Opening Architecture: March 2005

By Mary Carlin, Contributing Editor | March 01, 2005

Until recently, systems integration appeared to be a never-ending problem for hotel operators, but enormous strides have been made over the past two years in the direction of open-ended architecture. Hospitality Technology Next Generation (htng.org) and the Open Travel Alliance (opentravel.org) initiatives are spearheading these efforts, providing interface specifications and compliance guidelines in the move towards seamless integration.

The next generation
"Hotel systems integration ultimately falls to the hotels themselves to design and accomplish, because no one vendor can support it,"explains Doug Rice, executive director of Hospitality Technology Next Generation (HTNG). "Every single hotel anywhere in the world with more than one system has to be in the integration business whether they like it or not—and they don't."Reasons for this problem include a fractionated vendor community, and the fact that the average hotel currently needs 50-60 technology systems to function. Proposed solutions include enterprise-wide systems, and best-of-breed solutions that work together. "There is no enterprise-wide system in this industry yet. Some call it that, but they don't cover more than three to five of the 60-70 systems per hotel,"says Rice "Because there is no one company responsible for making two systems work together, vendors are blaming each other for failures."

We are starting to see varying types of consolidation, with third-party integrators and vendors working together to offer different, but compatible, products. Hotel CTOs want this, especially for systems delivery, communications interfaces and support. Progress has been at the margins, with some vendors providing support for three or four other products (at the operator's request), and remote diagnosis and support for newer systems increasing each year.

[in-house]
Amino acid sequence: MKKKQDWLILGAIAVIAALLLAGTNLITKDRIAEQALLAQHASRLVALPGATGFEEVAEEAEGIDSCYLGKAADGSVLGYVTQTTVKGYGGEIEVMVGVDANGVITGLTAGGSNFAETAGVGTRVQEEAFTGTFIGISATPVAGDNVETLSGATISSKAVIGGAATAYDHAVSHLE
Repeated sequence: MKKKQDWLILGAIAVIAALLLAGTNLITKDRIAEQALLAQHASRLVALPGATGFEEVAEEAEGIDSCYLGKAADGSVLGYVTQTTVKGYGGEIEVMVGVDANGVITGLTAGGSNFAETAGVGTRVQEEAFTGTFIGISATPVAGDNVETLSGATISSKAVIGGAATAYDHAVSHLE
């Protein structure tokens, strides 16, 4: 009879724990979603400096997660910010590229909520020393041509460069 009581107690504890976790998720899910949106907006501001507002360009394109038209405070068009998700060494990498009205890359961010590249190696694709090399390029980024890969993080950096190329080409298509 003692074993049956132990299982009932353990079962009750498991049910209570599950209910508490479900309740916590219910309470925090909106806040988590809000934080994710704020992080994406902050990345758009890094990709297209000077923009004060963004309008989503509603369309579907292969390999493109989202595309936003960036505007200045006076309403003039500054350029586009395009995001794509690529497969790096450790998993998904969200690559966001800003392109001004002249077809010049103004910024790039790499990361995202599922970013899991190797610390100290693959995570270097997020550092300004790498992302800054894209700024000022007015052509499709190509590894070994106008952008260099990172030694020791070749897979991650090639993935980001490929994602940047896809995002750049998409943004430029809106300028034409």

HTNG has some overlap in the distribution area with the Open Travel Alliance (OTA). Of HTNG's three active workgroups--in-room technology/guest room of the future; Web services/inter-systems communication; and property distribution/interoperability of reservations, PMS, and RMS— the third area is using OTA specifications for exchanging and distributing information.

Back to the future
The OTA now has a fully featured and functioning specification for PMS, reservations and inter- and intra-partner communications, which has been adopted by all the major global distribution systems, hotel chains, airlines, and car rental companies, according to OTA chairman Mike Kistner. "Now OTA compliance means creating business rules, adoption and certification, around the spec—not rigid adherence—which is why we chose XML (extensible mark-up langauge) for our core interface spec,"he explains. Kistner credits both HTNG and Microsoft for their smarter computing initiatives, which put more pressure on PMS vendors, "and dragged them kicking and screaming into the 21st century. Operators are now saying, •It's crazy for me to support 14 different interfaces and employ many different programmers for a PMS, when the information is basically the same."